Minnesota is on the brink of passing a law that would establish a Minnesota health insurance exchange. The "Minnesota Insurance Marketplace Act" passed the Minnesota legislature and is on its way to Governor Dayton's desk for signature. He is expected to sign the bill. Minnesota is one of only 18 states that have reportedly opted to establish and operate their own health insurance exchange beginning in 2014.

Under the Minnesota bill, the stated purposes of the exchange include:

  • Promoting informed consumer choice regarding health benefit plans.
  • Facilitating and simplifying the comparison, choice, enrollment and purchase of health benefit plans for individuals and small group market employers and employees.
  • Assisting small employers with access to small business health insurance tax credits.
  • Assisting individuals with access to income-based health insurance, including Medicaid, premium assistance tax credits, and subsidies and certificates of exemption from individual responsibility requirements.
  • Reducing the rate of uninsurance in Minnesota.

Details of the exchange are as follows:

  • The exchange will be governed by a seven-member board of directors, including the Commissioner of Human Services or a designee, and six members appointed by the governor, representing various specified interests with a stake in the exchange.
  • Board members must establish that they have no conflicts of interest (such as employment by a health carrier or broker that sells health plans offered through the exchange).
  • Meetings of the board will be subject to Minnesota's open meeting laws, with certain exceptions.
  • The exchange is intended to supplement, not replace, continued operation of a private marketplace for individual and small group health insurance in Minnesota.
  • The board will be responsible for seeking funding for the exchange from a combination of government agencies, philanthropic organizations, and public and private sources, with the restriction that revenue-raising efforts must not advantage any specific health benefit plan, health carrier or insurer producer active in the exchange.
  • Operations of the exchange will be funded initially by collecting a fee of up to 3.5 percent of total premiums for individual and small group market plans sold through the exchange. The state projects an annual cost of $50-60 million to fund the exchange.
  • Health plans offered through the exchange are generally prohibited from providing coverage for abortions, with certain limitations, such as abortions performed to prevent the death of the mother or when the pregnancy resulted from rape or incest.
  • Insurance producers authorized to sell health benefits through the exchange must meet specified certification and training requirements. Producers will be compensated by health carriers that offer plans on the exchange, and compensation must be equivalent for health benefit plans sold through the exchange and outside the exchange.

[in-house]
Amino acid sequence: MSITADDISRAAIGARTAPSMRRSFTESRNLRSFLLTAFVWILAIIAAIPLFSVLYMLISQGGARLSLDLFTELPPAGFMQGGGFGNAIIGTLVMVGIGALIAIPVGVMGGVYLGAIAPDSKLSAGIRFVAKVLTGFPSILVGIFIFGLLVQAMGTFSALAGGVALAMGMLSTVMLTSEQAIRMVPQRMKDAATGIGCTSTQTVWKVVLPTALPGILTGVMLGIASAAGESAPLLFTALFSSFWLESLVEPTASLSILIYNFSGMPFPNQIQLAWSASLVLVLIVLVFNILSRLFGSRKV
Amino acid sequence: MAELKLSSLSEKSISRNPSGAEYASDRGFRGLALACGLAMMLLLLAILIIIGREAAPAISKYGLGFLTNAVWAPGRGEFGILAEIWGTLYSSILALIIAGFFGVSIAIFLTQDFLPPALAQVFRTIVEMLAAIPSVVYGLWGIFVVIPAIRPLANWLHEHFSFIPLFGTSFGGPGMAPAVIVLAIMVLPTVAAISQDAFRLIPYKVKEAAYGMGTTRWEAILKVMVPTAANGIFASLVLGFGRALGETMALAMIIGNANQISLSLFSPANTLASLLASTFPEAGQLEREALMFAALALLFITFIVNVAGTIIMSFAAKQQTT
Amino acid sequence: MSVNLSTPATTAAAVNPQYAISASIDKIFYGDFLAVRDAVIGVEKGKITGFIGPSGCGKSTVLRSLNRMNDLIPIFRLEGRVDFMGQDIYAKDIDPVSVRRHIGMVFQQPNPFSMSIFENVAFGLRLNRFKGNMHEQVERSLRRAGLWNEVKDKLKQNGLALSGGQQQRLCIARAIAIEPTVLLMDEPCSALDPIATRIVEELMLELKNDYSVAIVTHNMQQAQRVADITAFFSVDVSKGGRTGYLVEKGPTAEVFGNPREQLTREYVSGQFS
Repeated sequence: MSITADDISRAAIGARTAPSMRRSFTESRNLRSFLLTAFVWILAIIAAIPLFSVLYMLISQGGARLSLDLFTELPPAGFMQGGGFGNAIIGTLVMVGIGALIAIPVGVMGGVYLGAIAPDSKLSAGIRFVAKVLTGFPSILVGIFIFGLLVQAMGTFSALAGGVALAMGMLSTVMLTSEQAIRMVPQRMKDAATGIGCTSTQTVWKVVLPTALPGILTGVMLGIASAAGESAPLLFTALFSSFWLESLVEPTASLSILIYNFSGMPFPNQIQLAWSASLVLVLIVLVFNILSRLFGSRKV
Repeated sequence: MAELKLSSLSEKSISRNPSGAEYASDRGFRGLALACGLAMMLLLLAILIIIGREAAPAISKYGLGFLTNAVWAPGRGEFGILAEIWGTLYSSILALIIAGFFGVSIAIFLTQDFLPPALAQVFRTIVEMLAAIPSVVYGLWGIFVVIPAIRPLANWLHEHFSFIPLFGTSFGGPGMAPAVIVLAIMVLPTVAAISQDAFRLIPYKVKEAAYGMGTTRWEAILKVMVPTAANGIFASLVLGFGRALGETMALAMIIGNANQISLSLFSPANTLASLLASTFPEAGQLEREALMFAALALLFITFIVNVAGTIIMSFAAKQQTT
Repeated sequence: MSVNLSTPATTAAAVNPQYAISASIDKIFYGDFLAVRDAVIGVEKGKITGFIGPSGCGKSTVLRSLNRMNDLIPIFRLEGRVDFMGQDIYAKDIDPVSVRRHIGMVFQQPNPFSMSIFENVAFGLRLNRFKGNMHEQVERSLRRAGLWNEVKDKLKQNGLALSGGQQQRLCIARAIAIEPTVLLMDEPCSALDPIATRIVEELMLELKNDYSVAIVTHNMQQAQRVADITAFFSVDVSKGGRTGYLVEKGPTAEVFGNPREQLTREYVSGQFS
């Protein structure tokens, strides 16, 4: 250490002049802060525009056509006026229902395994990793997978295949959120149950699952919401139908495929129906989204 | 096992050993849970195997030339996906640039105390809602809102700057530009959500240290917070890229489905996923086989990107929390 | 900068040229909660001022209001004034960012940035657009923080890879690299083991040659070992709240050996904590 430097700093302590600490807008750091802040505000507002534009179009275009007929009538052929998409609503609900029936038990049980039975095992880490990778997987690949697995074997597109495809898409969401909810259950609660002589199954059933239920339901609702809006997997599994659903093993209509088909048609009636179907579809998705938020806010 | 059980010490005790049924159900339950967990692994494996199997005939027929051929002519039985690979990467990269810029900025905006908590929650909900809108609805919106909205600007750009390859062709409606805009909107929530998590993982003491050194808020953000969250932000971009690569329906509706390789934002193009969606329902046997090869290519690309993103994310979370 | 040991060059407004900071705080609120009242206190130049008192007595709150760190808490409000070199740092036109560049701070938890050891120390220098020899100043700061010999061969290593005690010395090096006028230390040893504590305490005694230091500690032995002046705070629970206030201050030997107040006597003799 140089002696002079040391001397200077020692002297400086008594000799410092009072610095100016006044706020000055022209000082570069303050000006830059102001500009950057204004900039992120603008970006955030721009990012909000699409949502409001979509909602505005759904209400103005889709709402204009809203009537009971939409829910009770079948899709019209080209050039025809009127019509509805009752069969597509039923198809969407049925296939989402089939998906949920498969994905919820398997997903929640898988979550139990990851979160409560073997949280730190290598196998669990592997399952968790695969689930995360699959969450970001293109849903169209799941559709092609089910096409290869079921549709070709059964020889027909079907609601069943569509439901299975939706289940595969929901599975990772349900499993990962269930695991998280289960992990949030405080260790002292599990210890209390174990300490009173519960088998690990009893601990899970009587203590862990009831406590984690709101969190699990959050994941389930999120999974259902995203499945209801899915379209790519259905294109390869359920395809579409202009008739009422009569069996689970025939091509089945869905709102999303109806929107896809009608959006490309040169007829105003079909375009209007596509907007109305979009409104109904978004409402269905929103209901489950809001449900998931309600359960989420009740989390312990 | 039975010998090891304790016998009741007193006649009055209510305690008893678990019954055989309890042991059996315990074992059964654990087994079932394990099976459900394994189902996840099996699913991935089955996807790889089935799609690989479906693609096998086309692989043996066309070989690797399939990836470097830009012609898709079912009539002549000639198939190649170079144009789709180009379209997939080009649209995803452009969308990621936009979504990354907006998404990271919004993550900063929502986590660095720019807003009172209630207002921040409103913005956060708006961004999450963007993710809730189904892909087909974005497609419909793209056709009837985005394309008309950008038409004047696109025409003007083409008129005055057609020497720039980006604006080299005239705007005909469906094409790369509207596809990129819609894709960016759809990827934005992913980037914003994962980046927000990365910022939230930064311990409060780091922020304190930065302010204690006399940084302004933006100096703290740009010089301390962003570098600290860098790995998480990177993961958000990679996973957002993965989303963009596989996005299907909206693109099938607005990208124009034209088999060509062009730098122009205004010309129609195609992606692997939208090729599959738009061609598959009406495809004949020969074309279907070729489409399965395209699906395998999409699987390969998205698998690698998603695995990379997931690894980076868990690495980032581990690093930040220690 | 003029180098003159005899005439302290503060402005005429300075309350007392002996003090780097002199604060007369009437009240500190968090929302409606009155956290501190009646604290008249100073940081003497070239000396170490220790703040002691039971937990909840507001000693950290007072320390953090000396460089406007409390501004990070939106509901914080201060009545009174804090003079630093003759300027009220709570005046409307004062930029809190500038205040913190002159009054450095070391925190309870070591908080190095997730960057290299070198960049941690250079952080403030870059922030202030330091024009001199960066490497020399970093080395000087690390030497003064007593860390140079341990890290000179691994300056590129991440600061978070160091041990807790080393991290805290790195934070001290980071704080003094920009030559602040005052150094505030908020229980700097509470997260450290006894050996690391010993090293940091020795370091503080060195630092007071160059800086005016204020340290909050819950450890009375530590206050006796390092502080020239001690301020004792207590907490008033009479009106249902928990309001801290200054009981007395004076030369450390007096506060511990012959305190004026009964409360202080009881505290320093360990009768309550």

• Health carriers are not required to participate in the exchange, but if they wish to participate, they must apply by May 17, 2013. For 2014, all carriers certified for participation under state and federal certification guidance in place on January 1, 2013, will be able to participate. Starting in 2015, the exchange board will approve health carriers eligible to participate under new rules, considering factors such as affordability, value, promotions of high-quality care, promotions of prevention and wellness, ensuring access to care, and alignment and coordination with state agency and private sector purchasing strategies and payment reform efforts.
  • Health carriers that offer coverage both inside and outside the exchange must follow certain specified rules about the plans they offer both inside and outside the exchange at the catastrophic, bronze, silver and gold actuarial levels.
  • The exchange is considered a state agency for purposes of the Minnesota Government Data Practices Act, which generally protects private data regarding individuals and employers participating in the exchange.
  • The exchange must file annual reports with the legislature regarding its performance and budget. The exchange will also publish its administrative and operational costs on a consumer website, including premium amounts and federal premium subsidies collected by the exchange, as well as the amounts and sources of all fees and revenue.
  • The exchange will replace the Minnesota Comprehensive Health Association (MCHA), which currently offers individual health insurance to Minnesotans who have been turned down for health insurance in the private marketplace because they have a preexisting health problem. The MCHA is scheduled to phase out beginning January 1, 2014.